Walls around the gymnasium at Hawks Nest Intermediate School in Gastonia are lined with shoulder-high stacks of books this week.
Two 18-wheelers unloaded 40,000 books that will be given away free to low-income children and teenagers.
The project is a first-time partnership between the Gaston County Department of Health and Human Services and First Book, a national nonprofit that provides high-quality, free and low-cost books for programs and schools that serve children in need.
The free book distribution begins Monday. Gaston organizations that serve young children and teenagers up to 18 years old where 70 percent or more are from low-income families are eligible to participate.
Brittain Kenney with the department of health and human services said the books are being sorted by age level. Organizations will pick up the books and give low-income children 20 volumes each.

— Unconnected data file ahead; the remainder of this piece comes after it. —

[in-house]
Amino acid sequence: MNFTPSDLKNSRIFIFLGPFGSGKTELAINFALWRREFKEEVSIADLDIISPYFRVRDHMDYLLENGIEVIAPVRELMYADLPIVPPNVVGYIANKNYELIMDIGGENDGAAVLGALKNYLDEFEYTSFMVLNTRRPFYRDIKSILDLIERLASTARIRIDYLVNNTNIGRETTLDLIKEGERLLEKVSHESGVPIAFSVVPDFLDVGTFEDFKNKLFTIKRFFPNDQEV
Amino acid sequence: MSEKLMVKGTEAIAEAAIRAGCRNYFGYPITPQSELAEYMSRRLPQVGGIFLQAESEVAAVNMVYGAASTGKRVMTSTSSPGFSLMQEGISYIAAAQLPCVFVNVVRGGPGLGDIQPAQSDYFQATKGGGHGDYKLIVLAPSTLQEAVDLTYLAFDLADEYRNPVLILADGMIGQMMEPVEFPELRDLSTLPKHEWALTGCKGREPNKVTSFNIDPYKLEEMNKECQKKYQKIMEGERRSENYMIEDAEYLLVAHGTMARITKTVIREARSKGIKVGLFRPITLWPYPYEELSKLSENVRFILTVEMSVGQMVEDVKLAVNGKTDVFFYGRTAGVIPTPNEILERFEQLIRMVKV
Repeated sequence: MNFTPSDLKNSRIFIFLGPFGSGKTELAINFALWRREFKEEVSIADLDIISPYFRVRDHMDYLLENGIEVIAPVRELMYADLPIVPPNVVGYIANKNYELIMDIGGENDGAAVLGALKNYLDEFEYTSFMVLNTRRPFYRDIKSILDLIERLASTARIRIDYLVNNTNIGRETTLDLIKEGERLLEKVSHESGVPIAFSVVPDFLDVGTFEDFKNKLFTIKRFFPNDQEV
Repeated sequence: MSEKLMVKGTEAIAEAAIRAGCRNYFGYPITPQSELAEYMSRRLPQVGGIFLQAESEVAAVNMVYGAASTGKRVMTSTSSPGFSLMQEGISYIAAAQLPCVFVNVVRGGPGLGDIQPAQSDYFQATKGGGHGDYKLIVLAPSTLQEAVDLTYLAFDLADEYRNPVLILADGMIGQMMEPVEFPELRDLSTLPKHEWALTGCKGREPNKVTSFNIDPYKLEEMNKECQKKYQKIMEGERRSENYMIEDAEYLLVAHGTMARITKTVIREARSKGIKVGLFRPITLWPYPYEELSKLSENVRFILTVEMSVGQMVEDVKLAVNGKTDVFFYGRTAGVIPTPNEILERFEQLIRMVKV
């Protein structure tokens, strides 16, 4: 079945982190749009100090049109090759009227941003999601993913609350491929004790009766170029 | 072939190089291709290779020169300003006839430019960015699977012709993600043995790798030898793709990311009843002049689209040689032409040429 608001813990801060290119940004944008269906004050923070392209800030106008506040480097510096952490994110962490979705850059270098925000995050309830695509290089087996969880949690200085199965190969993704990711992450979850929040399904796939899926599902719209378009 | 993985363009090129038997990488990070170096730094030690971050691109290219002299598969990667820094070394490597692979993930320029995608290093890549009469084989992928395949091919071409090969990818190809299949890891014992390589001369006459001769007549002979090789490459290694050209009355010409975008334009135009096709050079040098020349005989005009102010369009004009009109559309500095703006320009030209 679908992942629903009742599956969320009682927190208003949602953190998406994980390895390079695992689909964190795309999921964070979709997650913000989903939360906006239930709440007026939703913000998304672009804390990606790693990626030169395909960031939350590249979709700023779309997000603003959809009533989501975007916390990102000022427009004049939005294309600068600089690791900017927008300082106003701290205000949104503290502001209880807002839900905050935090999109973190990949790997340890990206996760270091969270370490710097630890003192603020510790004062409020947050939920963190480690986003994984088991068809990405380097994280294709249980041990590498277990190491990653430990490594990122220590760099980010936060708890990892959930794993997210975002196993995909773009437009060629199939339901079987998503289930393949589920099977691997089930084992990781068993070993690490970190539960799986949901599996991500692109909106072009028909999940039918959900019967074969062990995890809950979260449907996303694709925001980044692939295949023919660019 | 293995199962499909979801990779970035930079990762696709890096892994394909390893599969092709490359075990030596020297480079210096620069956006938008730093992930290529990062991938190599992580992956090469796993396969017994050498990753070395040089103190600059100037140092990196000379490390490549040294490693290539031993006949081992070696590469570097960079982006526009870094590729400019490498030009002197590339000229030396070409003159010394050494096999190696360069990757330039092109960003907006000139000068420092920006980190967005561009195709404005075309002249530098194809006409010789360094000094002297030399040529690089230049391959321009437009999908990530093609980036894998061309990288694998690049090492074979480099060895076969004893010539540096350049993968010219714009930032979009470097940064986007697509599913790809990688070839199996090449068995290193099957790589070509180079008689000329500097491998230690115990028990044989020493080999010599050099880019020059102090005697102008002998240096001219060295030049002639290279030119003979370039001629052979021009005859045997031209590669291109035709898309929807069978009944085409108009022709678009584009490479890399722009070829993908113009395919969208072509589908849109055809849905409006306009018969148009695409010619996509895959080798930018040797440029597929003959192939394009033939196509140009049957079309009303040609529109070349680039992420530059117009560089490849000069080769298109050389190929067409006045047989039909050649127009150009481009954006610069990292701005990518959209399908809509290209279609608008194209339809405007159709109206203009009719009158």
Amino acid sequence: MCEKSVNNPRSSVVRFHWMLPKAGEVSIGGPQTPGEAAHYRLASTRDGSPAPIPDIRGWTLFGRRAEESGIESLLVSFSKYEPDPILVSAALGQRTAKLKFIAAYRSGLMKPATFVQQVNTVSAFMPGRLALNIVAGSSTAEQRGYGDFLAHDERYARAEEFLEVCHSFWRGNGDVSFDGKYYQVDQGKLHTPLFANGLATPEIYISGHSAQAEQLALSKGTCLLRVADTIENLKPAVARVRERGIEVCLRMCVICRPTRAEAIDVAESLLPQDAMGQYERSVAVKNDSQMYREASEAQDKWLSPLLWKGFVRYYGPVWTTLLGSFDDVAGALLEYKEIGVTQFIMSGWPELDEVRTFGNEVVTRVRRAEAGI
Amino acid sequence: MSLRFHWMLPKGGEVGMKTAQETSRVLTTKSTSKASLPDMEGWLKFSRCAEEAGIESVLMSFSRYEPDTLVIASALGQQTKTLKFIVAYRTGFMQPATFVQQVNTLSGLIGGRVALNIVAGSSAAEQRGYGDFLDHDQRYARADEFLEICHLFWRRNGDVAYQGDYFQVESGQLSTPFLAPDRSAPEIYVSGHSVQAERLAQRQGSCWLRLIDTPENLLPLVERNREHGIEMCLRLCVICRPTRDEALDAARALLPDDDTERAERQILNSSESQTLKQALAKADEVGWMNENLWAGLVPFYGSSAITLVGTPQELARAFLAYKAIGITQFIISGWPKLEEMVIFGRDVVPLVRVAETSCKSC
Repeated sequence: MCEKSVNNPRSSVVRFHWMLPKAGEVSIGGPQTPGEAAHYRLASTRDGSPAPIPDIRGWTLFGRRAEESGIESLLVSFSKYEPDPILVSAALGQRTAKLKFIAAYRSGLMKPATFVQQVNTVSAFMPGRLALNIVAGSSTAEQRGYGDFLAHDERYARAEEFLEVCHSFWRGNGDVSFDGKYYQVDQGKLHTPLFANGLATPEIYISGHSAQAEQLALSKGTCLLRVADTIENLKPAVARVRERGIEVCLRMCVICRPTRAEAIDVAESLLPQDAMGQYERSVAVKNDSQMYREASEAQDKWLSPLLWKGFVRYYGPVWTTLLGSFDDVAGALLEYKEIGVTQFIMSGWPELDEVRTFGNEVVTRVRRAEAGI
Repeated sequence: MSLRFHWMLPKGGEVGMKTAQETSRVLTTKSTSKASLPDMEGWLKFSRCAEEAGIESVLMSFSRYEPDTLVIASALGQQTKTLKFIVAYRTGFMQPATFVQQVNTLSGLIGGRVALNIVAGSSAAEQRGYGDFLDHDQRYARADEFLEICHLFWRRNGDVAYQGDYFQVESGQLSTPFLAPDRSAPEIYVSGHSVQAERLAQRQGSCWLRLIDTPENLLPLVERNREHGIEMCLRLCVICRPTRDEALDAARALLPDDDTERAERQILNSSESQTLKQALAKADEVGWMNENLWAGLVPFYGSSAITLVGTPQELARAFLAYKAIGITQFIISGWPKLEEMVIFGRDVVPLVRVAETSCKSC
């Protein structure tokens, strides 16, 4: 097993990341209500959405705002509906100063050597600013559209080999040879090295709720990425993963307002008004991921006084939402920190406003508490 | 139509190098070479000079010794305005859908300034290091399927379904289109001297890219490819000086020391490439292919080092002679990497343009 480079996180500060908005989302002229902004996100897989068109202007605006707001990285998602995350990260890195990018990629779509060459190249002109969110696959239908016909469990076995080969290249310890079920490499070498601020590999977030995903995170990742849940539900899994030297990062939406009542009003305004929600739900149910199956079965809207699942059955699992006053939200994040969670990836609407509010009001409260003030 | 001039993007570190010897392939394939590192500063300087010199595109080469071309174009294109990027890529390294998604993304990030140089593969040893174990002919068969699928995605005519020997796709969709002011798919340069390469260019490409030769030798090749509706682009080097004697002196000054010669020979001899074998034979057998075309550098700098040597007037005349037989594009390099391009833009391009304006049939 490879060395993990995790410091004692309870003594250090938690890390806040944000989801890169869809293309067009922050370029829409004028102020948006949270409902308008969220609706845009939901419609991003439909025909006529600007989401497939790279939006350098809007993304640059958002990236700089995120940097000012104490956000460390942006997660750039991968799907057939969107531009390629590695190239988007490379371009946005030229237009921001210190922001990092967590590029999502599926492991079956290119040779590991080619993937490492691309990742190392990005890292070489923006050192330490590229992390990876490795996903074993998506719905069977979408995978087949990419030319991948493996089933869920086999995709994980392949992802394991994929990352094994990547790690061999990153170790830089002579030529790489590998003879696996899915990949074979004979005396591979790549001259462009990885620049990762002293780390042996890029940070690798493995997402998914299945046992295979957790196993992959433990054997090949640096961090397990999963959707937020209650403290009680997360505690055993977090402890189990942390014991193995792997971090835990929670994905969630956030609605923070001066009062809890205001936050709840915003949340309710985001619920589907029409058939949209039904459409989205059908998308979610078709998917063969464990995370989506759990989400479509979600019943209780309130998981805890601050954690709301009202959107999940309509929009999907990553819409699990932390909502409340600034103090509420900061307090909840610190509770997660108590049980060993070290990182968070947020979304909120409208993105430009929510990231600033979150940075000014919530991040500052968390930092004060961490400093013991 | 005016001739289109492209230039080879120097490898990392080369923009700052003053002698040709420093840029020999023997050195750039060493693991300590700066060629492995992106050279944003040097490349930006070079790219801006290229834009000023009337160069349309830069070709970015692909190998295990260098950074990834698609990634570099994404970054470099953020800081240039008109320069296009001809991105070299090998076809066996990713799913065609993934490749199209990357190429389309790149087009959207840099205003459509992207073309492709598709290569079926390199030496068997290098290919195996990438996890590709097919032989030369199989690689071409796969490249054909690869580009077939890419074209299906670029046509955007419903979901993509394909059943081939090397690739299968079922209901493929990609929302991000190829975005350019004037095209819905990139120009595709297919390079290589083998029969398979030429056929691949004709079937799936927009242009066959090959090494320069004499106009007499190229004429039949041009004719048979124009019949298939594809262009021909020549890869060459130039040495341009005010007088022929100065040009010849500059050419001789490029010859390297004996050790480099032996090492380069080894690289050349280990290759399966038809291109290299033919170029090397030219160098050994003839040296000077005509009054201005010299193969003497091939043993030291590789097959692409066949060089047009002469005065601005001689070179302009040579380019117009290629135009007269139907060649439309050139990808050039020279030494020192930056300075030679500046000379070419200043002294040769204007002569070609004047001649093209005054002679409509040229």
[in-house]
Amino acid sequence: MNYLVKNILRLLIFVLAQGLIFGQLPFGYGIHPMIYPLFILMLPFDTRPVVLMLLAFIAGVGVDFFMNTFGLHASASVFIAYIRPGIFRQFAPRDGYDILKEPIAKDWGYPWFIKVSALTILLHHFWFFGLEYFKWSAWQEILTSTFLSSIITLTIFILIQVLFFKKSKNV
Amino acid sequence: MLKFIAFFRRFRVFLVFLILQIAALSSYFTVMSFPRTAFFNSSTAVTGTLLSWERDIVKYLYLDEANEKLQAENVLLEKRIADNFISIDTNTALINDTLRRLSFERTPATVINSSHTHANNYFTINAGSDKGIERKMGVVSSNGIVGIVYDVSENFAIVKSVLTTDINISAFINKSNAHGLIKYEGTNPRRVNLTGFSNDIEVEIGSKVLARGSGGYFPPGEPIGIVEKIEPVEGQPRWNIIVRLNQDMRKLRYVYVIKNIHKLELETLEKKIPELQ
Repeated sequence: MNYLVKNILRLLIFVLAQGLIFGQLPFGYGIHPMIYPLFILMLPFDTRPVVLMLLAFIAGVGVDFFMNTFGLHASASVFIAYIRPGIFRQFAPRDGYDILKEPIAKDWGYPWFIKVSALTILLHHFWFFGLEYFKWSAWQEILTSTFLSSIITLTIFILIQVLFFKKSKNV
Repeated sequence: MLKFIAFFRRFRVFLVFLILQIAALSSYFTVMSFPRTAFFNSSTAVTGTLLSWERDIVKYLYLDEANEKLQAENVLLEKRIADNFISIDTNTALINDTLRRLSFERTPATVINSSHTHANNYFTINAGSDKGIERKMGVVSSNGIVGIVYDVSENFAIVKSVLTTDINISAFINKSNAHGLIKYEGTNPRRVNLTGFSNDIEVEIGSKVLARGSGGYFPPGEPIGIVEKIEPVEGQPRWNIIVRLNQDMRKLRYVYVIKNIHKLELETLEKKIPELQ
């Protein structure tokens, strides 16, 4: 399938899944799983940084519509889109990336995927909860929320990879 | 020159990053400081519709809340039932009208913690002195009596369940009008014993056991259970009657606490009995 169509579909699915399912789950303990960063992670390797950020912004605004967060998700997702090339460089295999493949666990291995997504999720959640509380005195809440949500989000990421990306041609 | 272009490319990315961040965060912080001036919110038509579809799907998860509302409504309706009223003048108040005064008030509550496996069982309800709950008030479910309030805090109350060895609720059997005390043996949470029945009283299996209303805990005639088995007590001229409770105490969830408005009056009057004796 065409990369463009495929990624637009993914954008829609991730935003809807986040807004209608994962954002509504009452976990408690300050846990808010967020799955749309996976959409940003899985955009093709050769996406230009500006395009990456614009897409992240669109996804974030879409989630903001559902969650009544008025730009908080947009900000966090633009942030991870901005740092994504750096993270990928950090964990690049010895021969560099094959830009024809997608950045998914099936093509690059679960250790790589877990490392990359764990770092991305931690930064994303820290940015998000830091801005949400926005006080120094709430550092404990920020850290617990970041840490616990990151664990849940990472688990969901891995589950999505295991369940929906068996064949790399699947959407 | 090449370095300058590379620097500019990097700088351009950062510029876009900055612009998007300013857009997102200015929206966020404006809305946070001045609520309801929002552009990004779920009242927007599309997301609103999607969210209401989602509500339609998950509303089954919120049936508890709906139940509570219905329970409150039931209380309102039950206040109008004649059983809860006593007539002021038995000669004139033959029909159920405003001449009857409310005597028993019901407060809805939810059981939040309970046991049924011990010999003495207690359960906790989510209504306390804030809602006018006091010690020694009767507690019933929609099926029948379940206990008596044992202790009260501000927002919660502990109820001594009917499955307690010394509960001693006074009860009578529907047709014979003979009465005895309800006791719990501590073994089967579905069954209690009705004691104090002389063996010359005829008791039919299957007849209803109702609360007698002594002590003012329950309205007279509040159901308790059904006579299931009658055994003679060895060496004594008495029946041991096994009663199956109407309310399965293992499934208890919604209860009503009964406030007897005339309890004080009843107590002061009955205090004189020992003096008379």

For many children, books are an unaffordable luxury.
“The idea is to give books to kids who might not be able to get them otherwise,” said Kenney. “It’s something they can take home and say is theirs.”
The reading matter is heavy on fiction and includes everything from board books for babies to action titles for older teens.
“The focus is on what kids want to read rather than what they have to read in school,” Kenney said.
In a release, health and human services director Chris Dobbins said “research shows literacy is critical for youngsters of all ages – from infants through teens in high school – to develop lifelong health. Adults should read to younger children and every child should own books.”